Stephen Hester
Stephen Hester [Reuters].

The Royal Bank of Scotland's CEO Stephen Hester will not be expected to pay back his 2010 bonus, even though thousands of other staff members will be asked to forfeit their own earnings to fund the Libor-rigging fine imposed on the bank.

Sir Philip Hampton, chairman of RBS, told a press conference: "Stephen [Hester] has only had one bonus in four years and this is severe enough."

Following news that RBS had been fined £390m ($612m/€451m) by US and UK authorities for the manipulation of the benchmark lending rate, Hampton and Hester said that they would be recouping the costs in bonus clawbacks from the investment banking arm which "will affect thousands of people."

Hester took the position of CEO in 2008, and was in charge of RBS for half of the four-year period during which traders attempted to rig the Libor rate.

When asked by journalists at the press conference whether he would be stepping down as CEO, Hester declined to directly say whether he had tendered his resignation or was contemplating the prospect.

"I have said to the board of directors that if they do not have confidence in me, then I cannot do my job. They can still dismiss me at any time," he said.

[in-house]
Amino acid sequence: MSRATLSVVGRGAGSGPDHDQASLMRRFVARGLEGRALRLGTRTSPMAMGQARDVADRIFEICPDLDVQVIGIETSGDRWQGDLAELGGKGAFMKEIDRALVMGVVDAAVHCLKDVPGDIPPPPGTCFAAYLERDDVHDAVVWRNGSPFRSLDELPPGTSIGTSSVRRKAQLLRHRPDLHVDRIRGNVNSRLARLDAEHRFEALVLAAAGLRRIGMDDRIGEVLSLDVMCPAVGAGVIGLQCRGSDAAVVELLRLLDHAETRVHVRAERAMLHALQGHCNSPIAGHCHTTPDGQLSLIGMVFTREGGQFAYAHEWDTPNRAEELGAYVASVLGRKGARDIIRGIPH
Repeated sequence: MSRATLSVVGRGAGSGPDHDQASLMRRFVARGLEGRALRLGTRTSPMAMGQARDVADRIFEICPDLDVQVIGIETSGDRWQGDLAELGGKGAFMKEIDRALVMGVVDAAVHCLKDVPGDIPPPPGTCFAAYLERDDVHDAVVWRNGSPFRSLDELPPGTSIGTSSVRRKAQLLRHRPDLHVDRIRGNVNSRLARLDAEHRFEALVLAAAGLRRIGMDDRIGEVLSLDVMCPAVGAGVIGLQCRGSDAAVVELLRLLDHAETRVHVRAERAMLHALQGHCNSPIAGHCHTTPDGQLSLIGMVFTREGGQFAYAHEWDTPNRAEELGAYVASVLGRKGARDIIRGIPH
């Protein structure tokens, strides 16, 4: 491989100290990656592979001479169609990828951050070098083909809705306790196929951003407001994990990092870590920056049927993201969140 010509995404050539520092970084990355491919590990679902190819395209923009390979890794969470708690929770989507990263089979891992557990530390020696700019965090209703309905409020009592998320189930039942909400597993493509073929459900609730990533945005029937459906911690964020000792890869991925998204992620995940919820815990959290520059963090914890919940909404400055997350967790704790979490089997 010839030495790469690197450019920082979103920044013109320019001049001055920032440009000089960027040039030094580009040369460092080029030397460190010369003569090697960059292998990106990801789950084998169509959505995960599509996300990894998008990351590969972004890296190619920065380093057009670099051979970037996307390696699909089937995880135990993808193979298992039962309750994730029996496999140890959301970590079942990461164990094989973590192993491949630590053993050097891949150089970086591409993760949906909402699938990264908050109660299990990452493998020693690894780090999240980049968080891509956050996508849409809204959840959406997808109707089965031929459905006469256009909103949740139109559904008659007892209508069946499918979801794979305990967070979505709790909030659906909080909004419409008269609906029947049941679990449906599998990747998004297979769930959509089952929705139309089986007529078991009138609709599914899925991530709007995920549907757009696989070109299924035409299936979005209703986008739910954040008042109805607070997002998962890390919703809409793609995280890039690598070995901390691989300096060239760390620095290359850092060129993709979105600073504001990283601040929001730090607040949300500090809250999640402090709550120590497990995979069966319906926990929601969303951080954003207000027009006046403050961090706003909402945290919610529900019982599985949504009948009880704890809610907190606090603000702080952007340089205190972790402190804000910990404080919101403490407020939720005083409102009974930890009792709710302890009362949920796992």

"When I joined the bank, I was brought in to clean up a huge mess and I believe that RBS has made incredible progress over the years. This has been a soap opera for four years [but] I took on a big task and my responsibility is to complete that task."

Hampton added that while the executives were not making any excuses for the 21 traders that had been found to have manipulated Libor, people had to remember the tumultuous context around the rate-rigging.

"When Stephen joined us, the bank was a hell of a mess at the time and he came in to sort out this absolutely, horrendous mess. Yes, accountability starts on day one but you can push accountability too far. I don't think there is an advantage in in making [multiple people] accountable [for the sake of] spilling blood on the carpet."

Hampton and Hester reiterated that John Hourican had stepped down as the head of its investment banking arm, after taking full responsibility for the Libor fixing misconduct. "He had no involvement, knowledge or culpability" for the 21 traders' actions.

Both Hampton and Hester added that while 21 traders were found to have involved in Libor fixing, "14 were no longer with the bank and the remainder are under disciplinary proceedings."

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